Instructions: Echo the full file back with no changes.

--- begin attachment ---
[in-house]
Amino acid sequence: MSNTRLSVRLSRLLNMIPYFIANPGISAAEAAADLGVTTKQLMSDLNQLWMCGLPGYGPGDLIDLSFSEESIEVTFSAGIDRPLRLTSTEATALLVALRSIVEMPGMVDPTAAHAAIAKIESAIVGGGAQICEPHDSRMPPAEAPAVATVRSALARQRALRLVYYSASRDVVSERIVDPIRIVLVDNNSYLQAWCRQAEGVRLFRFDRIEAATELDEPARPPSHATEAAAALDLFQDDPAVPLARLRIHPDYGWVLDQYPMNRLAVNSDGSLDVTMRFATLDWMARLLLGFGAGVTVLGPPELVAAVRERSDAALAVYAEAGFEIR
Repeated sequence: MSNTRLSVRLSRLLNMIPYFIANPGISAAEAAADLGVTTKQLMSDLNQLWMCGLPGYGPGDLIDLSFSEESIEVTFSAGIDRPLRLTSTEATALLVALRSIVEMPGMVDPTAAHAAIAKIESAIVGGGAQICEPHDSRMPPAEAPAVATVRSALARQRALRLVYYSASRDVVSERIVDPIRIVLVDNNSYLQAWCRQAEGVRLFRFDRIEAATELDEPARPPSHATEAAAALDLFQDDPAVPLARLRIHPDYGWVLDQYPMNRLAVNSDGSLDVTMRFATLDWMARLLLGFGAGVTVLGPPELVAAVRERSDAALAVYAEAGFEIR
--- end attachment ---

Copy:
[in-house]
Amino acid sequence: MSNTRLSVRLSRLLNMIPYFIANPGISAAEAAADLGVTTKQLMSDLNQLWMCGLPGYGPGDLIDLSFSEESIEVTFSAGIDRPLRLTSTEATALLVALRSIVEMPGMVDPTAAHAAIAKIESAIVGGGAQICEPHDSRMPPAEAPAVATVRSALARQRALRLVYYSASRDVVSERIVDPIRIVLVDNNSYLQAWCRQAEGVRLFRFDRIEAATELDEPARPPSHATEAAAALDLFQDDPAVPLARLRIHPDYGWVLDQYPMNRLAVNSDGSLDVTMRFATLDWMARLLLGFGAGVTVLGPPELVAAVRERSDAALAVYAEAGFEIR
Repeated sequence: MSNTRLSVRLSRLLNMIPYFIANPGISAAEAAADLGVTTKQLMSDLNQLWMCGLPGYGPGDLIDLSFSEESIEVTFSAGIDRPLRLTSTEATALLVALRSIVEMPGMVDPTAAHAAIAKIESAIVGGGAQICEPHDSRMPPAEAPAVATVRSALARQRALRLVYYSASRDVVSERIVDPIRIVLVDNNSYLQAWCRQAEGVRLFRFDRIEAATELDEPARPPSHATEAAAALDLFQDDPAVPLARLRIHPDYGWVLDQYPMNRLAVNSDGSLDVTMRFATLDWMARLLLGFGAGVTVLGPPELVAAVRERSDAALAVYAEAGFEIR